My Super Risky Townhome Investment – My Second Real Estate Purchase
Shortly after buying my first investment house I was scouring the throw-away papers. I was looking for a potential home purchase when I spotted a small ad for a townhome in Montclair California. Was this to be my townhome investment?
I was living near West Covina, a suburb of Los Angeles in the Inland Empire region of Southern California. It was about 20 miles from LA(Los Angeles). Montclair California was about 20 – 25 minutes away from my home.
It was within the area I wanted to invest in because it wasn’t too far away. Also since it was a suburb, the prices would be lower than comparable property closer to Los Angeles.
There had been a housing boom some ten to fifteen years earlier in the whole general area of the Inland Empire. Houses that most people could afford were considerably cheaper than the other surrounding counties near Los Angeles.
Fortunately for me I happen to live in that area. I knew it pretty well and decided to take a look at the townhome.
I knew, however, it was best to buy a single family house if it was for investment purposes.
The Townhome Location was Bad
The area where the townhome was located was on an undesirable street. There was a strip club just a few hundred feet outside the big complex where the townhomes were located.
In addition there were several other townhomes in the complex that had been recently foreclosed. Plus there were several more units for sale in the big complex.
All signs were bad! However, I was anxious to buy something and this was within my budget. That probably overrode my better judgement, which told me to stay away from that property.
In real estate the common knowledge for investors was location, location, location. Location is normally more important than anything as far as investing in real estate is concerned. Ignoring that is generally to your peril. I would advise potential investors against ignoring location.
The young person, a college student, who was selling it had just picked it up as a foreclosure. The VA (Veterans Administration) was selling it. I took a look at the unit. I was impressed that it was in about perfect condition.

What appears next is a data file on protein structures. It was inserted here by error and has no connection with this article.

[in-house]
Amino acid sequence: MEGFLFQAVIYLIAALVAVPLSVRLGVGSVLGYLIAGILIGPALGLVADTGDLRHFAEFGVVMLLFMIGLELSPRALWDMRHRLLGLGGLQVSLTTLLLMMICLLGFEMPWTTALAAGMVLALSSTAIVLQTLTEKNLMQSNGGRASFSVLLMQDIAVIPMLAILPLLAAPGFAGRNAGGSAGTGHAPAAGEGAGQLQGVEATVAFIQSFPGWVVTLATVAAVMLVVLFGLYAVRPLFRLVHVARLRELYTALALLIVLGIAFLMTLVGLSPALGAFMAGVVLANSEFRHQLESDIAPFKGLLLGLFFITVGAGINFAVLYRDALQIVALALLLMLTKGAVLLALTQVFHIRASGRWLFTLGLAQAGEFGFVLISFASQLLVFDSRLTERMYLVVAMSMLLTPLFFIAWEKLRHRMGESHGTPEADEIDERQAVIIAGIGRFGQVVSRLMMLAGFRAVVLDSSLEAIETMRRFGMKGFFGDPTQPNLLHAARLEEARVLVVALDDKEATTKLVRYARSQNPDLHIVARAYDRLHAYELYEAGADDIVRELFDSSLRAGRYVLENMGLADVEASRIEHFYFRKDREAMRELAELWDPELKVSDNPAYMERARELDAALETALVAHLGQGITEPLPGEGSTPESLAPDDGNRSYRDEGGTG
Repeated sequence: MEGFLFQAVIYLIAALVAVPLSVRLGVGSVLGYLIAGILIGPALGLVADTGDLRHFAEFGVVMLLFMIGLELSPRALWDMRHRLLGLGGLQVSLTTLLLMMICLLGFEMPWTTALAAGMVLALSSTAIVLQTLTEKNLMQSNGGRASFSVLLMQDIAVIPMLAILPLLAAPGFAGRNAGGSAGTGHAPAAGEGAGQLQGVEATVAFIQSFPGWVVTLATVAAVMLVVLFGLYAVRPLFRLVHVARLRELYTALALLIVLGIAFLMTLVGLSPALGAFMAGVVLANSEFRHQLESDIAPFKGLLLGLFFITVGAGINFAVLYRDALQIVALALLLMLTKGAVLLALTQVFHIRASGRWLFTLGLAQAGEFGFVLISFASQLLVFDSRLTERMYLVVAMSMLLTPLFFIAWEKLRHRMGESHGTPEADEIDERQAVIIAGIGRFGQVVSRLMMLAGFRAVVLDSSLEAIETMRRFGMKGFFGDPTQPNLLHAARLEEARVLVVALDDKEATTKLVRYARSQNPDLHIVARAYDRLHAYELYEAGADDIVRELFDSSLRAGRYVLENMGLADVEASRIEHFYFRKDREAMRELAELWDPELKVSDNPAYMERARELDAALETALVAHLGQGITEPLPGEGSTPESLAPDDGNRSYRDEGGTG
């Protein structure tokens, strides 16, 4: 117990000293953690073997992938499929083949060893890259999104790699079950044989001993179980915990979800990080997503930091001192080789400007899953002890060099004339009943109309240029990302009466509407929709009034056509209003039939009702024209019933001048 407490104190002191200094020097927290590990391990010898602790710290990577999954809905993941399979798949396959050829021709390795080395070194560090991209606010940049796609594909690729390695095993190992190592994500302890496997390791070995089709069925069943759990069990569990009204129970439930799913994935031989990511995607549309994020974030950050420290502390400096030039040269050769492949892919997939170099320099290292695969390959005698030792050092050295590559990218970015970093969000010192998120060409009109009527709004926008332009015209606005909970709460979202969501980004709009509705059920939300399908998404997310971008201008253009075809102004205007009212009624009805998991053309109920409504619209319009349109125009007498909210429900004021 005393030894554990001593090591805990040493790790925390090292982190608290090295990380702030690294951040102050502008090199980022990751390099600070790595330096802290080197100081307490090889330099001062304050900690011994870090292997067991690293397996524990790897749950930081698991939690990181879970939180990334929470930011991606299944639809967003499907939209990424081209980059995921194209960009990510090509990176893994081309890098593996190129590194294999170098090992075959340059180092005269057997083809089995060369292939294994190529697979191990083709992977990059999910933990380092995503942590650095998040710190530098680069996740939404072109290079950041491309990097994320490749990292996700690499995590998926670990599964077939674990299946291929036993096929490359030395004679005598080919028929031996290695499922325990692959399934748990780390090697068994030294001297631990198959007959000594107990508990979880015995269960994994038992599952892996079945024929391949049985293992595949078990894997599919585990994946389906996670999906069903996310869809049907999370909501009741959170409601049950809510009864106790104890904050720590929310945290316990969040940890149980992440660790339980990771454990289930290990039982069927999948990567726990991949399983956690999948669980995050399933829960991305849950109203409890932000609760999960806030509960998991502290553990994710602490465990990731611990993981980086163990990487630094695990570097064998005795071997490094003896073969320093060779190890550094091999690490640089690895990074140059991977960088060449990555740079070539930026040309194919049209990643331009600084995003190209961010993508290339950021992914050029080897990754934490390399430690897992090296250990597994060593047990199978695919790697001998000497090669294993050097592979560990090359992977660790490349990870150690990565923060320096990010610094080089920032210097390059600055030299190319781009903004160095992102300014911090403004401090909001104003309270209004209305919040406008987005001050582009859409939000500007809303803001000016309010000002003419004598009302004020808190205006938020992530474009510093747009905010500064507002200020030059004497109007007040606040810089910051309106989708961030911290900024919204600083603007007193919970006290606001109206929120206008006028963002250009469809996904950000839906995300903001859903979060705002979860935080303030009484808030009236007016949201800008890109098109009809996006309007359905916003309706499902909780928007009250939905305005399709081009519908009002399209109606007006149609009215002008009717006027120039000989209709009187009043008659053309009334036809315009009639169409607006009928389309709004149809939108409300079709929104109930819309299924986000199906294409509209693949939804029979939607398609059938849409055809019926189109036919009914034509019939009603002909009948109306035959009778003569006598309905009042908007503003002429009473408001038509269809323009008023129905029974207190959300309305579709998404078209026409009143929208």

There were no other townhomes for sale near it. But there was probably one or two somewhere in the large complex still for sale.
The only thing that I could find wrong was the air conditioner was not working. If that needed repair it would likely be expensive. The area was nice and clean inside where the townhomes were located. The surrounding area was another story and was pretty bad.
I violated the Location, Location, Location Rule
After thinking about it for a short time I reluctantly bought that townhome. That is, in spite of the undeniable fact my townhome investment was in a bad area.
I knew quite a bit about electricity and electrical appliances. Previously I had been an electronic technician before. Not only that, but had even repaired electrical appliances, and was well versed in electronics.
I knew AC units rarely went out. This townhome wasn’t very old, so the likelihood of it needing major repair was low. I took a look at it and everything looked fine. I removed the circuit breaker fuses and took them home to check it to see if they were good.
They looked good, but one wasn’t, it was burned out. How lucky for me. I paid about $10 for a new fuse cartridge. That was the problem. The air conditioner worked fine once I replaced the burned out fuse.
There I was, maybe up s… creek having violated the very important location rule. That Montclair townhome investment was my second investment purchase. I thought that even if the property were in an undesirable area I could still sell it. I’d put a new wraparound mortgage on it and offer it for a low downpayment.
That way my risk would be less, I would not own the property. I could, however, still make money from it – if I were lucky. I’d make money by holding a new wraparound mortgage I would put on it.
Since I had broken the unwritten real estate rule of location, location, location, I probably needed some really good luck if I were to get out of it unscathed.
I needed to Sell My Townhome Investment
Now that I had the townhome my next job was to get rid of it, that is to sell it. I immediately put it up for sale. Terms were a one year lease option with some money each month from the rent to go toward the down payment.
I would put a wraparound mortgage on it that I would hold when I sold the property. The buyer wouldn’t have to qualify in the normal sense, but I did require a credit check once I did have a potential buyer.